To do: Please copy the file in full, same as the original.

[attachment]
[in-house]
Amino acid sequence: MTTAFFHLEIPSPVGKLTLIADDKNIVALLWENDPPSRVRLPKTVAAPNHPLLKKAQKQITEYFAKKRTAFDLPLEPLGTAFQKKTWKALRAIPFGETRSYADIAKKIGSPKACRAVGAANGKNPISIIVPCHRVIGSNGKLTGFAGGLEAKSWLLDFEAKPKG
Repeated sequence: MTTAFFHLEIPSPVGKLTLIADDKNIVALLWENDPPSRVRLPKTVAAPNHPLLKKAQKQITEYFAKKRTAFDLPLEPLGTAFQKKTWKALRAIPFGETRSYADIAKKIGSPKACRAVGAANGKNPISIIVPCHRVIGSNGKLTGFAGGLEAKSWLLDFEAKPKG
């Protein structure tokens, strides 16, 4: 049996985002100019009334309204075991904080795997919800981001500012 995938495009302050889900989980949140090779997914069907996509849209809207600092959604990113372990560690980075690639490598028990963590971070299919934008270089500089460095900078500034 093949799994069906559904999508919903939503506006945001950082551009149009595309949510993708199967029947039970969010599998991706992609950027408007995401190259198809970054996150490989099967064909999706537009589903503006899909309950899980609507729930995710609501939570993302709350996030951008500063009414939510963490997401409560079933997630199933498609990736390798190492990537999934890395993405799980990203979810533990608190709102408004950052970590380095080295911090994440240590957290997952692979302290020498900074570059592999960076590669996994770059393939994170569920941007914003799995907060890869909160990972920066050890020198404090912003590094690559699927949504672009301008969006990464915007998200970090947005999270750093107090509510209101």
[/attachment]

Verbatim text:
[in-house]
Amino acid sequence: MTTAFFHLEIPSPVGKLTLIADDKNIVALLWENDPPSRVRLPKTVAAPNHPLLKKAQKQITEYFAKKRTAFDLPLEPLGTAFQKKTWKALRAIPFGETRSYADIAKKIGSPKACRAVGAANGKNPISIIVPCHRVIGSNGKLTGFAGGLEAKSWLLDFEAKPKG
Repeated sequence: MTTAFFHLEIPSPVGKLTLIADDKNIVALLWENDPPSRVRLPKTVAAPNHPLLKKAQKQITEYFAKKRTAFDLPLEPLGTAFQKKTWKALRAIPFGETRSYADIAKKIGSPKACRAVGAANGKNPISIIVPCHRVIGSNGKLTGFAGGLEAKSWLLDFEAKPKG
């Protein structure tokens, strides 16, 4: 049996985002100019009334309204075991904080795997919800981001500012 995938495009302050889900989980949140090779997914069907996509849209809207600092959604990113372990560690980075690639490598028990963590971070299919934008270089500089460095900078500034 093949799994069906559904999508919903939503506006945001950082551009149009595309949510993708199967029947039970969010599998991706992609950027408007995401190259198809970054996150490989099967064909999706537009589903503006899909309950899980609507729930995710609501939570993302709350996030951008500063009414939510963490997401409560079933997630199933498609990736390798190492990537999934890395993405799980990203979810533990608190709102408004950052970590380095080295911090994440240590957290997952692979302290020498900074570059592999960076590669996994770059393939994170569920941007914003799995907060890869909160990972920066050890020198404090912003590094690559699927949504672009301008969006990464915007998200970090947005999270750093107090509510209101």